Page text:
Police have set up a computer system which will allow UK forces to share intelligence on 15 million people.
A Police National Database was the key recommendation from the Bichard Inquiry into failings by police into the Soham murders in 2002.
It found that police failed to disclose details of allegations against Ian Huntley a year before he murdered Holly Wells and Jessica Chapman, both 10.
Privacy campaigners say non-criminals should not be on the system.
The database, which brings together 150 separate computer systems, combines intelligence from the 43 police forces in England and Wales.
It also links to the eight police forces in Scotland, the British Transport Police, the Police Service of Northern Ireland, the Child Exploitation and Online Protection centre (Ceop), the Serious and Organised Crime Agency (Soca) and the military police.
Collectively the forces hold information on between 10-15m people. These include convicted criminals, suspects and victims of crimes, as well as the details of people who have been questioned by police but not charged.
The database is run by the National Policing Improvement Agency (NPIA).
The Bichard inquiry said police should be able automatically to access information on suspects held by another force.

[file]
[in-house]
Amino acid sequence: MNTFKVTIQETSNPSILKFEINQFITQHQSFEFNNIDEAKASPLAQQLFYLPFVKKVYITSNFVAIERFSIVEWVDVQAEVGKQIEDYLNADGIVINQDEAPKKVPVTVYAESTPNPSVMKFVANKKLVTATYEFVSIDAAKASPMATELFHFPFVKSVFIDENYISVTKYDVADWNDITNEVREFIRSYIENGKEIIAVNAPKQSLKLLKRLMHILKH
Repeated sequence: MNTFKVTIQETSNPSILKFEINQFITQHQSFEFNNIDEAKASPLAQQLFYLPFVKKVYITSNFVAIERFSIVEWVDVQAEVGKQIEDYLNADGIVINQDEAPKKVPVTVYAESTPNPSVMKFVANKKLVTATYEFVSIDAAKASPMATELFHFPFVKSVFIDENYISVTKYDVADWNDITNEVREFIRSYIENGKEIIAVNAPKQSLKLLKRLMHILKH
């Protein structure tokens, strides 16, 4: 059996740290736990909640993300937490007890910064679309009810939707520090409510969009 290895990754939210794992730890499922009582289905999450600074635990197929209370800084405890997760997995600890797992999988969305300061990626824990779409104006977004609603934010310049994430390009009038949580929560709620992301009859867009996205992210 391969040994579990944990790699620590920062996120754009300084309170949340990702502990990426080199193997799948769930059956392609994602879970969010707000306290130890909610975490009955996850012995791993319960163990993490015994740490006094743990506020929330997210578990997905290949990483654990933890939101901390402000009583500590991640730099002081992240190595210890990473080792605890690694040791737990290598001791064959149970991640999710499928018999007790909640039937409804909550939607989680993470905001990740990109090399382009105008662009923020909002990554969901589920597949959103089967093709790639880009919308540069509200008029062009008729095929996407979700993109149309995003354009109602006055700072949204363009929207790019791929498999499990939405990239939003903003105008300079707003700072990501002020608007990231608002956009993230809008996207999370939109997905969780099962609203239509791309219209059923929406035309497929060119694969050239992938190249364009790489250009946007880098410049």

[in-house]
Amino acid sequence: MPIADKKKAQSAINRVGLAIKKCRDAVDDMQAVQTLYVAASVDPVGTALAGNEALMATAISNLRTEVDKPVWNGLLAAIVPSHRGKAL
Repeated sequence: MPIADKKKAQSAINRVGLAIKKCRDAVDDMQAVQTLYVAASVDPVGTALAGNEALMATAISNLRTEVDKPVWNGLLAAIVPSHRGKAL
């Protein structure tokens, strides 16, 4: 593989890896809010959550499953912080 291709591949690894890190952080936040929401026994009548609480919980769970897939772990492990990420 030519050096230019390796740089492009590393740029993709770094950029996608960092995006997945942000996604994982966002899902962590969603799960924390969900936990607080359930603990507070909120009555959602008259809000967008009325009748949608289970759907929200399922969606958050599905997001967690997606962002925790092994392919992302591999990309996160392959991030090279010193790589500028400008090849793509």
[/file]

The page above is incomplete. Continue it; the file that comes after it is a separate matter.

Holly's father, Kevin Wells, said the launch of the system was a "defining moment" that would make it harder for criminals to use police force borders as a shield to avoid detection.
He said the database was "the perfect end-product befitting such a high-profile inquiry".
In a letter to NPIA, Mr Wells wrote: "In much the same way as we've privately shared our positive feelings and views to you and the team, there does exist a desire to shout about this achievement and herald its successful arrival to a wider audience.
"It would after all be an appropriate reaction from two parents witnessing a defining moment to mark the passing of their daughter."
He said it could make the 10th anniversary of Holly's death next year "so much easier to bear".
Sharon and Les Chapman, parents of Jessica, said: "We hope [the database's] use will mean other families don't suffer the same loss and heartbreak as we did."
Lord Bichard, who first recommended a national database in 2004, responded to concerns about a single database holding so much information by saying it was a question of "balancing the risk of someone hacking into the system with the risk of another Huntley".
His inquiry had found that Humberside and Cambridge police forces failed to properly vet Huntley, a school caretaker who had been accused of several sex-related crimes.
There were eight separate pieces of intelligence on Huntley but they were not brought together because they were held by separate police forces.
NPIA chief executive Nick Gargan said: "Many people will be surprised to know that the police service has not had this capability for many years. The good news is that they have it now."
Privacy campaign group Big Brother Watch said it was concerned that details of members of the public could be logged on the database.
Spokesman Daniel Hamilton said: "Nobody has a problem with a database of criminals but we should never build a database of innocent people and crime victims.
"The risk of this data falling into the hands of criminals is too horrifying to comprehend."